It's well known that a Java application (the JVM) won't typically release much memory once it's warmed up, even when the application is lightly loaded or even idle at a later time.
If you plot the memory usage (or the resident set size) of a Java application, it typically looks like a mostly flat line after an upslope at the beginning. At a low level, this corresponds to the memory pages of the Java heap gradually getting allocated, and once all the pages are allocated, the memory usages stays mostly flat even when a large portion of the heap is not used * **.
This can be a problem if a Java application is run on a non-dedicated system (a server or desktop) where it co-exists with other (non-Java) applications. In a non-dedicated system, one application that's not playing nice with others by dominating the memory can slow down the other applications, or prevent them from running.
This is where an experimental JVM feature, DeallocateHeapPages, that I worked on comes in. It causes the underlying memory pages that correspond to the unused (free) parts of the heap to be deallocated (released) and helps reduce the memory usage of a Java application. Internally, it calls the system call madvise(MADV_DONTNEED) for the bodies of free chunks in the old generation without unmapping the heap address space.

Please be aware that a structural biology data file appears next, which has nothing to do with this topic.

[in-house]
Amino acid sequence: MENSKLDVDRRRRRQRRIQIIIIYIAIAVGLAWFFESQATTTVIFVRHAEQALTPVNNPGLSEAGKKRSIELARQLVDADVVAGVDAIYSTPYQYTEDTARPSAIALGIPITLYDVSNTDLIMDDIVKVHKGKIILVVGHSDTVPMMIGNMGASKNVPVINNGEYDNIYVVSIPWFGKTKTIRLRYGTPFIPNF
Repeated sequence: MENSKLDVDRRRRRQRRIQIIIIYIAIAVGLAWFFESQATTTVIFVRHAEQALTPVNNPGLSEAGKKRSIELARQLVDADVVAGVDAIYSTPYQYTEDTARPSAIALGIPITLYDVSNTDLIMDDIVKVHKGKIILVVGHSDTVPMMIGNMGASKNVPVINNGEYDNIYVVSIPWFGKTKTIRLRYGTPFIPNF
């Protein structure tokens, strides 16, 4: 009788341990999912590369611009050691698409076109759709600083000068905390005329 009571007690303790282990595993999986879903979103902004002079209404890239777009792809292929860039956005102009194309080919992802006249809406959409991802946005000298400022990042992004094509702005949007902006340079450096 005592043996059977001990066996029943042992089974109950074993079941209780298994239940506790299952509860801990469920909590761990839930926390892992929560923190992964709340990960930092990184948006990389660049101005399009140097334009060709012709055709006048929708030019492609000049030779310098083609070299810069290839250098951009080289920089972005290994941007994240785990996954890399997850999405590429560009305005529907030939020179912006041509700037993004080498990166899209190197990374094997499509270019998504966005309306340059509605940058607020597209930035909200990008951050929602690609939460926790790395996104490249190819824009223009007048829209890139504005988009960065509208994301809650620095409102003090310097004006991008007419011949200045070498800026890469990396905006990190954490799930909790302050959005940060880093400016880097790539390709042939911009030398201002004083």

Another way to look at this is that this feature makes the memory usage of a Java application behave more like that of a C/C++ application where the process memory usage is more in line with the memory actually used by the application.
This has been very useful for servers and desktop tools that we have at Google and helped save a lot of memory (RAM) usage.
The implementation currently supports the concurrent mark sweep (CMS) collector and the Linux platform.
Here's the email thread on the OpenJDK mailing list and a link to the JVM patch:
The patch hasn't been accepted (yet) as the support for all the other OS platforms is deemed necessary for that to happen, which it lacks. I might be able to address that at some point, if I have the time and resources to make it happen.
* For simplicity, I am ignoring the memory use other than the heap such as the native C heap and the thread stacks here as the heap uses usually by far the largest amount of memory.
** Though the serial garbage collector (-XX:+UseSerialGC) of the JVM can occasionally shrink the heap and return memory, it's almost never used in production for an obvious performance reason. The parallel collector and the concurrent mark sweep (CMS) collector, which are often used in production, almost never shrink the heap and return memory, in my experience.